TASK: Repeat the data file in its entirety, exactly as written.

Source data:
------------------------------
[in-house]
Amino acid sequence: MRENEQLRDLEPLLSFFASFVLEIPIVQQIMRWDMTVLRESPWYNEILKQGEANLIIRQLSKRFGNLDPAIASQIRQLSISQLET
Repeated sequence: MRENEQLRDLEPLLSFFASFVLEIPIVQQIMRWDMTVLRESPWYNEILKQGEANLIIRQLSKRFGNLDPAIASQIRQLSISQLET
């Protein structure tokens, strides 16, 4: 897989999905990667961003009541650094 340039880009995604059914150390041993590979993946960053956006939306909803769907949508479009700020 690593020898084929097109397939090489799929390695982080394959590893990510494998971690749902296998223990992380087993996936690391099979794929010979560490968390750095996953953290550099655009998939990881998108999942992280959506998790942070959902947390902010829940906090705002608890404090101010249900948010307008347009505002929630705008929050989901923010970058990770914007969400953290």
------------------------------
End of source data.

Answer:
[in-house]
Amino acid sequence: MRENEQLRDLEPLLSFFASFVLEIPIVQQIMRWDMTVLRESPWYNEILKQGEANLIIRQLSKRFGNLDPAIASQIRQLSISQLET
Repeated sequence: MRENEQLRDLEPLLSFFASFVLEIPIVQQIMRWDMTVLRESPWYNEILKQGEANLIIRQLSKRFGNLDPAIASQIRQLSISQLET
């Protein structure tokens, strides 16, 4: 897989999905990667961003009541650094 340039880009995604059914150390041993590979993946960053956006939306909803769907949508479009700020 690593020898084929097109397939090489799929390695982080394959590893990510494998971690749902296998223990992380087993996936690391099979794929010979560490968390750095996953953290550099655009998939990881998108999942992280959506998790942070959902947390902010829940906090705002608890404090101010249900948010307008347009505002929630705008929050989901923010970058990770914007969400953290």